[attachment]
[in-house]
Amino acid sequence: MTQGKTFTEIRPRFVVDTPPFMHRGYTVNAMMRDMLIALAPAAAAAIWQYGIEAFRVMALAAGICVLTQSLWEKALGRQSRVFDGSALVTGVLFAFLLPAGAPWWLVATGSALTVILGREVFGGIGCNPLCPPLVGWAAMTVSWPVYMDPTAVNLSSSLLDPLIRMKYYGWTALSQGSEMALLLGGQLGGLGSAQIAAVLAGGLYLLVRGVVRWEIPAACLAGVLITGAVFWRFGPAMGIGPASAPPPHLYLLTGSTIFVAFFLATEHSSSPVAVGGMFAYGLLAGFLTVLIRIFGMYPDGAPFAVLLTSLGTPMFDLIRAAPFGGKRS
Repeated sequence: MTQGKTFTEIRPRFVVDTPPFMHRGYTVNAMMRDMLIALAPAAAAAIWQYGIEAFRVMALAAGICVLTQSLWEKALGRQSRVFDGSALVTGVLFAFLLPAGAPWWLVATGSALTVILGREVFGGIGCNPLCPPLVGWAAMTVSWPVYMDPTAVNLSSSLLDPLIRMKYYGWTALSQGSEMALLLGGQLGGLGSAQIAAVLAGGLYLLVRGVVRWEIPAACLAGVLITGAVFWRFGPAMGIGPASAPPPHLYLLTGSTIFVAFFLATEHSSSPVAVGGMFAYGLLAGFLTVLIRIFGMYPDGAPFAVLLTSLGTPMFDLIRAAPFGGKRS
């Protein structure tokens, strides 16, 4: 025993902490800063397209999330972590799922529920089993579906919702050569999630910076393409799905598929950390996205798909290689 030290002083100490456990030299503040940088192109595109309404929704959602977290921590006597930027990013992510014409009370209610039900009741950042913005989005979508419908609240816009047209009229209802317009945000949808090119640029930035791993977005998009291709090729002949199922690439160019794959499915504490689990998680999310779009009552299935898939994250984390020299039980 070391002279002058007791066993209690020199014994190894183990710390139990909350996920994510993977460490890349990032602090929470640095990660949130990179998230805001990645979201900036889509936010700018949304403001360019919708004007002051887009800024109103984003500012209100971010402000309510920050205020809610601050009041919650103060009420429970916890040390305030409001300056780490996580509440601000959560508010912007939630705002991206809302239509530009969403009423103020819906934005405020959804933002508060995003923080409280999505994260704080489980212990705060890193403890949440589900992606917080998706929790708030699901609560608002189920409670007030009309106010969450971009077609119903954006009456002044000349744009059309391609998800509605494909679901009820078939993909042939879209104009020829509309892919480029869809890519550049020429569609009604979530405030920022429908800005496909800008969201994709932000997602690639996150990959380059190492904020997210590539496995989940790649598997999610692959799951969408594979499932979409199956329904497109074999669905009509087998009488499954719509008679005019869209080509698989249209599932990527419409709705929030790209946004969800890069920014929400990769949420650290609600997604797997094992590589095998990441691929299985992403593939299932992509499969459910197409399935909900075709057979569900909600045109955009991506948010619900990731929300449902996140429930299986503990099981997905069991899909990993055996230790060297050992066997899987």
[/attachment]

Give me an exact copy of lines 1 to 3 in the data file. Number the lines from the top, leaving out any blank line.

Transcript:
[in-house]
Amino acid sequence: MTQGKTFTEIRPRFVVDTPPFMHRGYTVNAMMRDMLIALAPAAAAAIWQYGIEAFRVMALAAGICVLTQSLWEKALGRQSRVFDGSALVTGVLFAFLLPAGAPWWLVATGSALTVILGREVFGGIGCNPLCPPLVGWAAMTVSWPVYMDPTAVNLSSSLLDPLIRMKYYGWTALSQGSEMALLLGGQLGGLGSAQIAAVLAGGLYLLVRGVVRWEIPAACLAGVLITGAVFWRFGPAMGIGPASAPPPHLYLLTGSTIFVAFFLATEHSSSPVAVGGMFAYGLLAGFLTVLIRIFGMYPDGAPFAVLLTSLGTPMFDLIRAAPFGGKRS
Repeated sequence: MTQGKTFTEIRPRFVVDTPPFMHRGYTVNAMMRDMLIALAPAAAAAIWQYGIEAFRVMALAAGICVLTQSLWEKALGRQSRVFDGSALVTGVLFAFLLPAGAPWWLVATGSALTVILGREVFGGIGCNPLCPPLVGWAAMTVSWPVYMDPTAVNLSSSLLDPLIRMKYYGWTALSQGSEMALLLGGQLGGLGSAQIAAVLAGGLYLLVRGVVRWEIPAACLAGVLITGAVFWRFGPAMGIGPASAPPPHLYLLTGSTIFVAFFLATEHSSSPVAVGGMFAYGLLAGFLTVLIRIFGMYPDGAPFAVLLTSLGTPMFDLIRAAPFGGKRS